Even Patrick Chan gets nervous. On Saturday night, Patrick Chan competed against nine other men, but mostly he competed against himself. Luckily for him, he won.
SAINT JOHN, N.B. – Even Patrick Chan gets nervous. On Saturday night, Patrick Chan competed against nine other men, but mostly he competed against himself. Luckily for him, he won.
“I was nervous, honestly,” he said after earning 173.93 points for his free skate, (187.96 is his best) and 262.03 in total, well behind his record of 280.98 from the 2011 world championships.
For some reason, Chan began harbouring negative thoughts that defeated him last season at times. He found it a real challenge even before he started to skate the long program. When he took to the ice tonight, he tried to channel what he learned doing the short program the night before: look forward to doing the competition, do it for the joy of it and take one quad at a time.
He accomplished that mission, at least sometimes during his Vivaldi routine. His opening quad toe loop – triple toe loop was easy, and so was the following quad toe. He racked up high grade of execution marks for both. But then the pesky triple Axel came back to haunt him; he doubled one, and then he singled a double Axel later.
He doubled the last part of a triple Lutz – single loop – triple Salchow sequence. And in the final moments of his program, his combination spin went loopy. He received only a level one for it. When he settled into his final pose, the audience erupted.
It was enough for now.
Yuzuru Hanyu, a world bronze medalist in 2012, took a hard fall on an opening quad Salchow, then put a hand down on a quad toe loop. He left a lot of points on the table when he eked out only a single Axel – single toe loop out of something that was supposed to be a triple-triple. He gathered force after his rocky beginning and then chalked up enough point currency to earn the silver medal with 234.80 points on Saturday. “I am not so happy with my program,” he said. “I don’t know why I fell down.”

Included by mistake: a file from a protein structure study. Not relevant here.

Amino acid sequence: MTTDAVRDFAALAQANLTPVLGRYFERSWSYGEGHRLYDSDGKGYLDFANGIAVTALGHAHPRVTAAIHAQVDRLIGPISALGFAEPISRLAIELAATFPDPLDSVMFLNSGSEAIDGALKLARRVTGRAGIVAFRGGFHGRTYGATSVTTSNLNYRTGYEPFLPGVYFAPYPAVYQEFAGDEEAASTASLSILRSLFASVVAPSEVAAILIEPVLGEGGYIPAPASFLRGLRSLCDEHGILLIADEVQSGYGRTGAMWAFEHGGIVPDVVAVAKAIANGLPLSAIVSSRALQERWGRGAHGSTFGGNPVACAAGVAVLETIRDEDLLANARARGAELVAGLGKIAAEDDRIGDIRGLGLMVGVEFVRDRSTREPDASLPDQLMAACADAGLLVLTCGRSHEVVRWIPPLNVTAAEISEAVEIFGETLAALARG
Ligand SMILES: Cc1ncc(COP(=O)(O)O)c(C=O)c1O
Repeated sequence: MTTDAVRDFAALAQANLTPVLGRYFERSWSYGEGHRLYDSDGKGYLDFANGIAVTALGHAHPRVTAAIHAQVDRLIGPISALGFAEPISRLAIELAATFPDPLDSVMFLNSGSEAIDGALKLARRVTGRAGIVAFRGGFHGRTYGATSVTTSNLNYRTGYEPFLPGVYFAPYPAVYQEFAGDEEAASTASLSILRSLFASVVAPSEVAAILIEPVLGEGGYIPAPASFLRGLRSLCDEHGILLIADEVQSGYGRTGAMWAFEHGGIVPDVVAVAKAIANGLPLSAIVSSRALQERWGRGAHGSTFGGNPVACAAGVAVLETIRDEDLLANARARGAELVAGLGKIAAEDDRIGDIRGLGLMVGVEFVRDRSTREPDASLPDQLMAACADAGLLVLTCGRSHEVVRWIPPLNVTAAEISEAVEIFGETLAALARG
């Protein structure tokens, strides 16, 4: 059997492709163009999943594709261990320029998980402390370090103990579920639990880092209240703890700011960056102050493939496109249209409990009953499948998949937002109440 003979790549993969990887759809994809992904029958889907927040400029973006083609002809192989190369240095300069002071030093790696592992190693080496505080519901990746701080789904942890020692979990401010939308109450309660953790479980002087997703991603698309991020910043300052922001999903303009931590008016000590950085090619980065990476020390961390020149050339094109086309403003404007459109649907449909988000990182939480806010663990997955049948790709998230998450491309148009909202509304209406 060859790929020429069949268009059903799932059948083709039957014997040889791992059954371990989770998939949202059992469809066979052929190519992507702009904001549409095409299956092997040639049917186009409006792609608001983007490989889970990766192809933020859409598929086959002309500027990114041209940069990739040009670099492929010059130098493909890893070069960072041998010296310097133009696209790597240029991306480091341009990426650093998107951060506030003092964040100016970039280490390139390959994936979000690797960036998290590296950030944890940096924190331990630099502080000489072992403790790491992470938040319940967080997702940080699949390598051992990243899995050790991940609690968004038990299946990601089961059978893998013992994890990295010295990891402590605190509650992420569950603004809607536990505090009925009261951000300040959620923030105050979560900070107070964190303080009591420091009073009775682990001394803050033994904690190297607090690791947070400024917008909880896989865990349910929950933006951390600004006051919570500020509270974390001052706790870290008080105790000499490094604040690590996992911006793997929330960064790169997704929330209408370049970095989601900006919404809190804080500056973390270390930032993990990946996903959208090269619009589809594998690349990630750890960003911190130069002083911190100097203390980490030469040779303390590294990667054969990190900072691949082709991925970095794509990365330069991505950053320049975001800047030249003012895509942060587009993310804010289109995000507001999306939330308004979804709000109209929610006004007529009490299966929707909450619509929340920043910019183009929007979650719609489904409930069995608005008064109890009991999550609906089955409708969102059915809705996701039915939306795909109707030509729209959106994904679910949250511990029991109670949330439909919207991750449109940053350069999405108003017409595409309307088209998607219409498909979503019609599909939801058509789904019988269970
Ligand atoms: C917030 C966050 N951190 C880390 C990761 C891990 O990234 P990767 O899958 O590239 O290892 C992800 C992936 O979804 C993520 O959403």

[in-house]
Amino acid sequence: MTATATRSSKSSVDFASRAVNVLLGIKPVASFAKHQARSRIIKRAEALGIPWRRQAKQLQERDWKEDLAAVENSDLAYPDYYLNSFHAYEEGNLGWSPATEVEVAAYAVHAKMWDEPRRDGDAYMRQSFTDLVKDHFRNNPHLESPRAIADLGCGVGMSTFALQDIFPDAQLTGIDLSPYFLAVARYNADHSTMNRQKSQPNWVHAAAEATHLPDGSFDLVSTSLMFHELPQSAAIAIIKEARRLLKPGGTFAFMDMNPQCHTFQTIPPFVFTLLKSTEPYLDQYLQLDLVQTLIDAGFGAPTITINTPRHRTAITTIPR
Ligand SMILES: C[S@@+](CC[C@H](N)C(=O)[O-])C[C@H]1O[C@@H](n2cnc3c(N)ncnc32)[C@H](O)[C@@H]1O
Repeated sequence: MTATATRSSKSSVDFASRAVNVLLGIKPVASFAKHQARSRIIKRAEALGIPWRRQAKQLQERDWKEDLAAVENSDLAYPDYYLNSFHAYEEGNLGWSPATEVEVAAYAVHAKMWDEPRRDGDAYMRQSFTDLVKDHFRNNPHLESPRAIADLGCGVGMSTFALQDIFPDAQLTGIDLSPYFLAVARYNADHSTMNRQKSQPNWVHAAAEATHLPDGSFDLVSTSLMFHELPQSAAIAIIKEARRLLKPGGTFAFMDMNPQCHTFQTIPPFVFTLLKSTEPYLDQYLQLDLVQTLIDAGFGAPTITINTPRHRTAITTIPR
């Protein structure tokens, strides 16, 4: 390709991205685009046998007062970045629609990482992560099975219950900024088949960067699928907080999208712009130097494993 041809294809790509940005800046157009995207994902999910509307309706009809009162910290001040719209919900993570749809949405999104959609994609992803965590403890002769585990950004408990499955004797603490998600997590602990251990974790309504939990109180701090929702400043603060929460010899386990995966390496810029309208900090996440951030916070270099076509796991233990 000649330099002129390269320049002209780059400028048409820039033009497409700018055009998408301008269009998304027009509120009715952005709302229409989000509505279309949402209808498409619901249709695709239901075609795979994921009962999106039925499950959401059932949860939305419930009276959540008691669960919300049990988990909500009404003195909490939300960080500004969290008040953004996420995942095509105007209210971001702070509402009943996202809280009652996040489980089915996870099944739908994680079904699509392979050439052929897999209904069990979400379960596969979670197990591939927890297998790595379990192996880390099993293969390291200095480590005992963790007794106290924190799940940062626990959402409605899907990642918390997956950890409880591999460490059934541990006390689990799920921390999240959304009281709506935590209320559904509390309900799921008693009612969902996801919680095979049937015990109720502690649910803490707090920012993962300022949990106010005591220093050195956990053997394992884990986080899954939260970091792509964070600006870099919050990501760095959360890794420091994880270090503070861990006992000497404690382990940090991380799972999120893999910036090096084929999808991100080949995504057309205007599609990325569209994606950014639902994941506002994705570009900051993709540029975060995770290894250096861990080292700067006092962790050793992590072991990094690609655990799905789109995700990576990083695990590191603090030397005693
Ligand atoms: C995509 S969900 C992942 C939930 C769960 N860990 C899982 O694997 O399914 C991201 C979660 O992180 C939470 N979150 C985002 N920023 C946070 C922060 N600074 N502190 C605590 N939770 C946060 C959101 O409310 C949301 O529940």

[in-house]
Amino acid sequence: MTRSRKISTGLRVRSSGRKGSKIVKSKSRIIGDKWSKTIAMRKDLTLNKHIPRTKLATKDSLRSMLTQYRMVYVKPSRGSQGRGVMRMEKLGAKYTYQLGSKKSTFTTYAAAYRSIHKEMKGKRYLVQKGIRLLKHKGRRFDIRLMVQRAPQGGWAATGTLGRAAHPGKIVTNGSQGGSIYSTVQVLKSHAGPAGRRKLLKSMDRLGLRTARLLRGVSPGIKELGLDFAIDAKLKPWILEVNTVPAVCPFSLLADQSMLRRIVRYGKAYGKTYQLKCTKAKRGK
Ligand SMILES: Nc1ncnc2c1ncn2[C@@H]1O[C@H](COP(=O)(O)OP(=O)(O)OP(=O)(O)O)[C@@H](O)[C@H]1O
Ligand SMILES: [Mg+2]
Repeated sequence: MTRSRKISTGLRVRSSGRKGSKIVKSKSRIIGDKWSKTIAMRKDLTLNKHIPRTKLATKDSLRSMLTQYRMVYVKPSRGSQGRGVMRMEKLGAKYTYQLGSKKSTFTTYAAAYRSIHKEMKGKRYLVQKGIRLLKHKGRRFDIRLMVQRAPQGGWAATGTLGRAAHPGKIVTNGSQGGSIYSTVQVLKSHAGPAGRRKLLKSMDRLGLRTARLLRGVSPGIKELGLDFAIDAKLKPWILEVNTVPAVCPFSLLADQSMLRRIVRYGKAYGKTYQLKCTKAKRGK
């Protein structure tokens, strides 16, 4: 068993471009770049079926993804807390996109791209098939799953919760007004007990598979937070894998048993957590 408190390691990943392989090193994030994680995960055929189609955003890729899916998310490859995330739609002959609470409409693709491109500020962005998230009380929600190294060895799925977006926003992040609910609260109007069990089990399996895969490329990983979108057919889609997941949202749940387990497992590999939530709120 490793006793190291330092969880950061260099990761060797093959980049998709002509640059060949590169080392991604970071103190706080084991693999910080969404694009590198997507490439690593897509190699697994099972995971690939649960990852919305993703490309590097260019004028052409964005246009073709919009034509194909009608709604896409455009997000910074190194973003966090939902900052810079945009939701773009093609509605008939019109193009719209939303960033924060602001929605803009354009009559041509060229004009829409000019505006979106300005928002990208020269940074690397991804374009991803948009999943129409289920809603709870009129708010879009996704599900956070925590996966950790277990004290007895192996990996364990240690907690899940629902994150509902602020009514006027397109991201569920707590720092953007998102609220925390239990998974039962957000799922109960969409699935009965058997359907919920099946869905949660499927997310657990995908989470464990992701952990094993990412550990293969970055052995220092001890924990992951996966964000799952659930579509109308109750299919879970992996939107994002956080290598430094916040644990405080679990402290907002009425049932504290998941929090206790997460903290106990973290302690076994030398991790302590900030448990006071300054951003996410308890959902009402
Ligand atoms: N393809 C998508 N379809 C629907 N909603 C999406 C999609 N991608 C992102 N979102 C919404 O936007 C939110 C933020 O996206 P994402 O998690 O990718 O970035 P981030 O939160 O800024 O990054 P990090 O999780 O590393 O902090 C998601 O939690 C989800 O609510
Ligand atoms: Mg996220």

Nobunari Oda, whose career has been rocky for several years, has been working at building himself back into contention this season, trying to get one of those three Olympic spots that six Japanese men are fighting over. He took the bronze medal at Skate Canada, after both of his quad attempts went poof, and then he fell on a triple flip. It could have been worse. “I feel regrets,” he said. “My performance was far from my best.” He’s still trying to qualify for the Grand Prix Final and will need another top result; the Grand Prix Final serves as one of the qualifying criteria for the Japanese Olympic team.
Michal Brezina of Czech Republic did the opposite of his peers. He almost surprised himself when he landed two quad Salchows, one with a double toe loop, for the first time in his career, but his efforts tailed off later, when he said he couldn’t feel his legs. He finished fourth with 218.32.
Elladj Baldé, the 2008 Canadian junior men’s champion who seems to be finding his footing tried a quad, but it turned into a triple when he felt he lacked the right power for it. He’s seventh overall.
Andrei Rogozine finished eighth.